How Might the Markets React to Election Day?

How Might the Markets React to Election Day?


Election Day is here and America is holding its breath waiting for the answer to a question with lasting impact for all of us: What will our 401(k)s do on Wednesday?

In recent weeks, I’ve repeatedly been asked, “Should I sell everything, and reinvest once the election is over?” Regardless of what happens at the polls on Tuesday, cashing out completely then trying to buy back at the perfect time is always a fool’s game.

Keep in mind: The stock market (S&P 500) has correctly predicted the U.S. presidential election with 86 percent accuracy over the past 88 years. It’s identified every winner since 1984.

If the stock market is up during the three months prior to the election (Aug. 8 until Election Day), the incumbent party candidate wins. Market down for the three months leading up to the election? The non-incumbent party wins. From Aug. 8 until Nov. 3, the S&P 500 shows a -4.22 percent loss. This would seem to signal a non-incumbent party win, i.e. Donald Trump.

But that doesn’t square with recent polls pointing toward a Hillary Clinton win. The consensus view among political professionals is that we’ll see a relatively close race with Clinton slightly favored to grab the White House.

The stock market as a whole doesn’t necessarily have a favorite candidate. In fact, from a policy standpoint, how can the market know what to think? There has been very little discussion of economic policy during this campaign. But the market does favor certainty, and likes what it already knows. Most would agree that a Clinton presidency wouldn’t bring dramatic change to Washington. Trump as president is a much bigger unknown. This explains why the market often went up when Clinton enjoyed a spike in the polls.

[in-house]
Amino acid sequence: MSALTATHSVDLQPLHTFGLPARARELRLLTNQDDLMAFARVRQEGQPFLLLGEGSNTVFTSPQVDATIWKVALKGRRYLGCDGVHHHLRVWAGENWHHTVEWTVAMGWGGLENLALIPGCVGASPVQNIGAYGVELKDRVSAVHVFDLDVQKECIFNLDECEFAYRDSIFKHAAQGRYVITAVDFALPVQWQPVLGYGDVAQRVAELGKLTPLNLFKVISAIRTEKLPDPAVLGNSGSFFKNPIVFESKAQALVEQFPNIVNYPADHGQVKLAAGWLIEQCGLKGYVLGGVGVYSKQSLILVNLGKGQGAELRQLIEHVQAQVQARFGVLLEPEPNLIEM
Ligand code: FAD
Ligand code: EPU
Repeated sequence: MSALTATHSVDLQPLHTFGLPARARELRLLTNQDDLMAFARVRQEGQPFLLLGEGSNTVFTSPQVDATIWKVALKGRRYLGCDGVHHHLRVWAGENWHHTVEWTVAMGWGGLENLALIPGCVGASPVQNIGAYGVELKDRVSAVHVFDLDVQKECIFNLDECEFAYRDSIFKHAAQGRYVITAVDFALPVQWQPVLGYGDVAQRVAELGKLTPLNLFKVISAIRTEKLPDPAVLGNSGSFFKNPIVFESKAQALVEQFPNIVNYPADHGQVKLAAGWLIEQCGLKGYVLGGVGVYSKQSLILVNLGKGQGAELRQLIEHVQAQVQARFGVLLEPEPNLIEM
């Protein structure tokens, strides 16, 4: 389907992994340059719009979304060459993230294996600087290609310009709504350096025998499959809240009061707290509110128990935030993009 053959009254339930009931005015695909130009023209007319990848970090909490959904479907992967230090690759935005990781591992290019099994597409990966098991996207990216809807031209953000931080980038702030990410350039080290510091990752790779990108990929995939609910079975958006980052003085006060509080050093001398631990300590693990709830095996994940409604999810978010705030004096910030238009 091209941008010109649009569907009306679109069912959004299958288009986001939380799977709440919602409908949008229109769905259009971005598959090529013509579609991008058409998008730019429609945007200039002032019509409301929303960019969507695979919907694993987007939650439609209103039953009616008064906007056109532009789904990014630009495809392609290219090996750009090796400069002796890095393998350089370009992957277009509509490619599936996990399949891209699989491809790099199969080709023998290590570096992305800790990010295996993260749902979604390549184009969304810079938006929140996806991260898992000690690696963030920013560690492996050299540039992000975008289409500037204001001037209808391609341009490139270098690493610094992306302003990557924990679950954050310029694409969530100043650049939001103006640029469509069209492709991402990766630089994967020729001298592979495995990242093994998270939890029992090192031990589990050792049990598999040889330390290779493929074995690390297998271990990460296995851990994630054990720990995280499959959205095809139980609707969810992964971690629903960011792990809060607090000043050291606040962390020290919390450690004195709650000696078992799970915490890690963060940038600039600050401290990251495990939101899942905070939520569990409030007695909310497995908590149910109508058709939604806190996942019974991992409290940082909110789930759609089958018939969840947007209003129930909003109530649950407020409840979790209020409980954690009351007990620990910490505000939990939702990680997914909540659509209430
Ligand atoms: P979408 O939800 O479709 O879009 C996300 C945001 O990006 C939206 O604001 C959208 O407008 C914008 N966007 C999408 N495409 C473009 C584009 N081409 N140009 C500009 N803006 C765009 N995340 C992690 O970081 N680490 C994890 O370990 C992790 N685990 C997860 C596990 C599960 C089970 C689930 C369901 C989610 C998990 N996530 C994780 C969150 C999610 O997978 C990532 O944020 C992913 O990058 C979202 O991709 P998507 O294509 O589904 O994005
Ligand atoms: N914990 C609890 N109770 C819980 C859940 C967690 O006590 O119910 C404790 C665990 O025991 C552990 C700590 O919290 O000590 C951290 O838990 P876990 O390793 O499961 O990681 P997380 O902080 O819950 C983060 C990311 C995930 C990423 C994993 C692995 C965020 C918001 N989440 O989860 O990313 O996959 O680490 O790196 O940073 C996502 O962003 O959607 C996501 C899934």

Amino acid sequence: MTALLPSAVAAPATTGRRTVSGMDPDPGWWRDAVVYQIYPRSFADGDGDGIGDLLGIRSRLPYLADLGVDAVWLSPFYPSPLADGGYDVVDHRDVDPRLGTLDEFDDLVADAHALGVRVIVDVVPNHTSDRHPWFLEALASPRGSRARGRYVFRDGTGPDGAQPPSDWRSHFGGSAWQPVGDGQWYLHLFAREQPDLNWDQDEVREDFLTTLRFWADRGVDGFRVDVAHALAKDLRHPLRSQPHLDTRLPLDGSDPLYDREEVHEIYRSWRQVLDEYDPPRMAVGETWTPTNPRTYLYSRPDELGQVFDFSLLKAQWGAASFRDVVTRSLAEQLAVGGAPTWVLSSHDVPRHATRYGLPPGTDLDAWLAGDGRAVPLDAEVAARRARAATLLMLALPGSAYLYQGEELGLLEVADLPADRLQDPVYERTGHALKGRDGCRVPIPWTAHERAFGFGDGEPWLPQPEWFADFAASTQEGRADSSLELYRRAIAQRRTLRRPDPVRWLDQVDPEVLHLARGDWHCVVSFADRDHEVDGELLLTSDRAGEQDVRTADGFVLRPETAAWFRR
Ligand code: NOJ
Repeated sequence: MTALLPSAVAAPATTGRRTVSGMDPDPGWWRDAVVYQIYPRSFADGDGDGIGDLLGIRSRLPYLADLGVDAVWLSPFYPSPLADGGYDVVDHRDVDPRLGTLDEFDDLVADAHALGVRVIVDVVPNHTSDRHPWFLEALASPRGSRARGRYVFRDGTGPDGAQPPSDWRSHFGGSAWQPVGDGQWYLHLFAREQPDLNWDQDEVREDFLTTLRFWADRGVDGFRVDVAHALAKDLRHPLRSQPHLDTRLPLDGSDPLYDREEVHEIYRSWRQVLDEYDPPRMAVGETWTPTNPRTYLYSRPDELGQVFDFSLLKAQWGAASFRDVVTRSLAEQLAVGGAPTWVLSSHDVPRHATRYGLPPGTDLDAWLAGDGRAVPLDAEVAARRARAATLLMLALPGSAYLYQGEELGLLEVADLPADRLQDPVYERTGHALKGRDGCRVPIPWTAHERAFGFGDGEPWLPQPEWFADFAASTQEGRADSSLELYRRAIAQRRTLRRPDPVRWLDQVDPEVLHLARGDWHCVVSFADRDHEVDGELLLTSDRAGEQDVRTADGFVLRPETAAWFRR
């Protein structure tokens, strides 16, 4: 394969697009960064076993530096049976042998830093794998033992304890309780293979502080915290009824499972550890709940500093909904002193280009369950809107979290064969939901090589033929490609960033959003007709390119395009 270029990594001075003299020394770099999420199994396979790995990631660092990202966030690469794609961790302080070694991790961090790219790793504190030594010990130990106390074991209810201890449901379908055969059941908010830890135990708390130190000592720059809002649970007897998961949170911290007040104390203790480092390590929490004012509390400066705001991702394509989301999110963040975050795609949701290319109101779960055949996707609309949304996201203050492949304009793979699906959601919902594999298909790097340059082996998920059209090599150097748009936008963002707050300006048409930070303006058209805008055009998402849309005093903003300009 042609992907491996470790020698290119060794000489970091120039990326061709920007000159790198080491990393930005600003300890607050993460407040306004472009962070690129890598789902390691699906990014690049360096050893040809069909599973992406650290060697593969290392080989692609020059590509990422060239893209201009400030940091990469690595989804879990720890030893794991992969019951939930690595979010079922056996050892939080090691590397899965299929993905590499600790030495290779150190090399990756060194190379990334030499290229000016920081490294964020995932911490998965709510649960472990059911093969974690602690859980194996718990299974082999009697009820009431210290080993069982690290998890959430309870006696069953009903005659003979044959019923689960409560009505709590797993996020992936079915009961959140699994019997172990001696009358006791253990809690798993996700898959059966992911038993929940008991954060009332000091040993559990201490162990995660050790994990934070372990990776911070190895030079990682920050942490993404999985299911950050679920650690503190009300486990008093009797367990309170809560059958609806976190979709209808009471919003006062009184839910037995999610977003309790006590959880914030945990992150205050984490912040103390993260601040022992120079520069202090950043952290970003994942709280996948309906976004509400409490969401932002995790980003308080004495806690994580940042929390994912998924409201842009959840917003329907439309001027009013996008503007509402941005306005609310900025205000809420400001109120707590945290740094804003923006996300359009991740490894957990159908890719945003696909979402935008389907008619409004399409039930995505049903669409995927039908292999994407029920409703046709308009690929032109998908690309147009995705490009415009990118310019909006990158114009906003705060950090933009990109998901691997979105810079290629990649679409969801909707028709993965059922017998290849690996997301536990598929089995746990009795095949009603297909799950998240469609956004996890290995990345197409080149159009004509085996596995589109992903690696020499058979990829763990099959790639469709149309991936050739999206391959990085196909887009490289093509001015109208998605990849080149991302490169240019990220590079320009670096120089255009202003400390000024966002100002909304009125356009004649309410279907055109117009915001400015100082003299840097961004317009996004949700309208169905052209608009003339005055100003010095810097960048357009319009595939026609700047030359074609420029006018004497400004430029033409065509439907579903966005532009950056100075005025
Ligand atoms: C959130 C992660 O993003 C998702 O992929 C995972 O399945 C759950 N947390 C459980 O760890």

But back to your 401(k). Here’s what is likely to happen depending on who wins on Tuesday:

A Trump win

A Trump win would likely send the market lower in the immediate term, simply because it expects a Clinton victory and the predictability that would provide. Markets would have to quickly reprice to a very new status quo. Remember what happened after the United Kingdom voted to leave the European Union earlier this year? Global markets were pricing in a U.K. vote to stay. When that didn’t happen, stock markets all around the world dropped between 4 percent and 12 percent within a few trading sessions. Most markets did, however, recover those sharp losses in a matter of weeks. I wouldn’t be surprised if something similar played out in a post-Trump victory world.

A Clinton win

In this case, we likely see a stock market relief rally. The market says, “OK, we know what we’re getting. Good or bad, we know what this picture looks like.” This outcome allows investors to quickly turn their focus back to what’s happening in the economy and earnings picture for companies in the U.S. There won’t be a big adjustment period to work through, and markets can quickly go back to evaluating the known fundamentals that drive markets.

And, as of now, fundamentals for the economy and stocks look pretty decent. We have continued to add new jobs at a healthy clip, investment in the broad housing market continues to grow, and earnings (the mother’s milk of stock market returns) have just recently perked up after nearly a year and a half. To date, more than 70 percent of companies that have reported earnings for the third quarter have beat profit expectations, and more than 50 percent have exceeded revenue expectations. What’s more, 2017 earnings are expected to rise at a low double-digit pace.

Election and debate highlights are interesting, and capture the day. Important headlines, like earnings and economic growth, carry the day.

Remember that no matter what happens Tuesday in voting booths, the smoke will clear. And any short-term volatility will ultimately be a buying opportunity for smart, long-term investors.

Read the original AJC article here.



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